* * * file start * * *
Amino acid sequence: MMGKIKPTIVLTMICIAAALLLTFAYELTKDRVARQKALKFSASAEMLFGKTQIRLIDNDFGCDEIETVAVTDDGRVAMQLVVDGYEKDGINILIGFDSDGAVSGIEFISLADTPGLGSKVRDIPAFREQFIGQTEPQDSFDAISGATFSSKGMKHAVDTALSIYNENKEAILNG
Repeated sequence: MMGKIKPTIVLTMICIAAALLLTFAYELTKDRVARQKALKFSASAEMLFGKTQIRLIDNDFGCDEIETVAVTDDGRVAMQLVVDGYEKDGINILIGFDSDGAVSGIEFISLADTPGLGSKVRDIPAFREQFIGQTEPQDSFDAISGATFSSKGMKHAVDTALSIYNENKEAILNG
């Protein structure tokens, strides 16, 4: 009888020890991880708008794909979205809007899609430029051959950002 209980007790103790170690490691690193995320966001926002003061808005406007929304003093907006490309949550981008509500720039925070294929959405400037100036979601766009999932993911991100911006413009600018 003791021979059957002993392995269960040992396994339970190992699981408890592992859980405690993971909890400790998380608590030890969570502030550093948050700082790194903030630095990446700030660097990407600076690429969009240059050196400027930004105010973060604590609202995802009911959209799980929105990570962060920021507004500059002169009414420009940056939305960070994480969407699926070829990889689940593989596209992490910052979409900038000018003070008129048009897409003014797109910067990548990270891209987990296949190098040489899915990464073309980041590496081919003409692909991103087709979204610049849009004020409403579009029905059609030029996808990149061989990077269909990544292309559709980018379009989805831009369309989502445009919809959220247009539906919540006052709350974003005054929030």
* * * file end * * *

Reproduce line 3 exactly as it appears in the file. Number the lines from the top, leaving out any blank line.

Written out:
């Protein structure tokens, strides 16, 4: 009888020890991880708008794909979205809007899609430029051959950002 209980007790103790170690490691690193995320966001926002003061808005406007929304003093907006490309949550981008509500720039925070294929959405400037100036979601766009999932993911991100911006413009600018 003791021979059957002993392995269960040992396994339970190992699981408890592992859980405690993971909890400790998380608590030890969570502030550093948050700082790194903030630095990446700030660097990407600076690429969009240059050196400027930004105010973060604590609202995802009911959209799980929105990570962060920021507004500059002169009414420009940056939305960070994480969407699926070829990889689940593989596209992490910052979409900038000018003070008129048009897409003014797109910067990548990270891209987990296949190098040489899915990464073309980041590496081919003409692909991103087709979204610049849009004020409403579009029905059609030029996808990149061989990077269909990544292309559709980018379009989805831009369309989502445009919809959220247009539906919540006052709350974003005054929030």